What is the smallest force F exerted eastward and upward at an angle of 350 with the horizontal that can start the box in motion?
A box weighing 150 N is at rest on a horizontal floor. The coefficient of static friction is 0.4.
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Hey Sierra -- we've got this nearly 3-4-5 /37 right triangle again ...
the eastward/upward force will distribute ~60% up and ~80% east ...
the up part will "lighten" the normal force on the floor: Fn = 150N less 0.6 up ...
F east must overcome 40% of Fn or F east = 60N minus 0.24 up ...
from approx. 3-4-5 tri -> F east is 145% of up => 1.45+0.25 up = 60N ...
up is 60/1.70 or 360/10 or 36N (3x12), making F east (4x12) => F min (5x12)
or F min ~60N ... Best wishes, ma'am :)
Draw a free-body diagram with all four forces: weight, friction, normal force, and external force.
Let's call "eastward" the x-direction and "upward" the y-direction. The external force F has an x- and a y-component, given by F cos(35) and F sin(35), respectively. The x-component is canceled by the force of static friction, Fs, while the y-component, together with the normal force N, is canceled by the weight W of the box:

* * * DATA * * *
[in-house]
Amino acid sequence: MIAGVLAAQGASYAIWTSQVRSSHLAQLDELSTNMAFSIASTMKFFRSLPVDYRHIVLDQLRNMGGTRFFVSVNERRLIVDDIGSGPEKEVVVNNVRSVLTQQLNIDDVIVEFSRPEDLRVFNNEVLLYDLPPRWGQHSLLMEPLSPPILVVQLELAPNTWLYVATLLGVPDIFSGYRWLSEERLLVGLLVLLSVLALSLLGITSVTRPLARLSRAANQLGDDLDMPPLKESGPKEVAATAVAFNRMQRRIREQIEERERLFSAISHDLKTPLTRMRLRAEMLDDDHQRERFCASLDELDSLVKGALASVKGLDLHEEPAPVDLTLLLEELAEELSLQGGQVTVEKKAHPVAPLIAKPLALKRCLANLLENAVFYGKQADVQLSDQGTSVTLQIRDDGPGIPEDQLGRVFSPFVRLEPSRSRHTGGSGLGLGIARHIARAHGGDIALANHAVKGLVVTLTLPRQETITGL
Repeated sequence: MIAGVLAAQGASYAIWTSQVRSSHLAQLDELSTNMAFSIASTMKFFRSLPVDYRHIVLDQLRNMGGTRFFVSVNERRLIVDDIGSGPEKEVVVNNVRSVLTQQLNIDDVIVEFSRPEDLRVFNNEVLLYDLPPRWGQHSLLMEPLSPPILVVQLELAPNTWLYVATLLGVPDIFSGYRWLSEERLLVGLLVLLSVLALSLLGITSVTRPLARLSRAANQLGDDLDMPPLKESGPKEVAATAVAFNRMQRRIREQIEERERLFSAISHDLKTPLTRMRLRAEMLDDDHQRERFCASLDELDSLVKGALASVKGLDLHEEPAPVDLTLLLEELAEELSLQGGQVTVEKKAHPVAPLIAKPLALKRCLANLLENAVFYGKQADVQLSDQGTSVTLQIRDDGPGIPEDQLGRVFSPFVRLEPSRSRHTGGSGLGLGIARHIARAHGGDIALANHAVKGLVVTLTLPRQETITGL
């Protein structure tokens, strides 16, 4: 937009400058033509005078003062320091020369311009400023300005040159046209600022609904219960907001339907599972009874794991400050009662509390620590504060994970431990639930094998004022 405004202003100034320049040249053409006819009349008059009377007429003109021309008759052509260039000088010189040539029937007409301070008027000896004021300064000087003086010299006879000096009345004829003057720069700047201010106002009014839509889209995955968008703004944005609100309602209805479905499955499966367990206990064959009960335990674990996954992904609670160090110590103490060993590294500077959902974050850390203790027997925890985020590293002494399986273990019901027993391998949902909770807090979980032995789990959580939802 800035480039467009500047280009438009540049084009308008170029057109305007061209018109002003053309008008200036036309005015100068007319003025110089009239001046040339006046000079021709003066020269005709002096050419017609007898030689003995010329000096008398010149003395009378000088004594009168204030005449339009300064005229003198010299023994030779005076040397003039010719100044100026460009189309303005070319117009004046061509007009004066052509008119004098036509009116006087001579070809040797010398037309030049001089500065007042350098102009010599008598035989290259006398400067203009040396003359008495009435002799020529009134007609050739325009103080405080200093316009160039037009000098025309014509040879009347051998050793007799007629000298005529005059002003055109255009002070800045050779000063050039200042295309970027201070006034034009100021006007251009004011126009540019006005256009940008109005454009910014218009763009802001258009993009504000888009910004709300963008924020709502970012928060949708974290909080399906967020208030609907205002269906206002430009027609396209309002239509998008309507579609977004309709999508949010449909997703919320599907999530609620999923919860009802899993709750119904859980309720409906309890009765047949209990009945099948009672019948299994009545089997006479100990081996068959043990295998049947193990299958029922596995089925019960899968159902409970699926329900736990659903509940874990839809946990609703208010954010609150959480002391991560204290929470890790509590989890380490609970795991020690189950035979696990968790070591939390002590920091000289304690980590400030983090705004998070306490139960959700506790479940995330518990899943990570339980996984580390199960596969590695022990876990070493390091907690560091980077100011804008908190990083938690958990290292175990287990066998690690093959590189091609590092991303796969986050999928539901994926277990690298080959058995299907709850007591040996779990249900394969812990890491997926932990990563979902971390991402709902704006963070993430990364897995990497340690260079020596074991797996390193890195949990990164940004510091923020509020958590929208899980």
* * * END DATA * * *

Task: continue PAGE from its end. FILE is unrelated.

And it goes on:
∑ Fx = F cos(35) - Fs =0
∑ Fy = F sin(35) + N - W =0
The second equation tells us that the normal force is
N = W - F sin(35)
We need the normal force because it is part of the force of friction:
Fs = µ N = µ (W - F sin(35) )
Substitute this into the x-equation:
∑ Fx = F cos(35) - µ (W - F sin(35) ) =0
You could plug in your numbers at this point and solve for F. I prefer first solving for F algebraically before plugging in the values:
F ( cos(35) + µ sin (35)) = µ W
F = µ W /( cos(35) + µ sin (35))
F = 0.4 *150 /(cos (35) + 0.4 sin(35) ), which you can calculate yourself.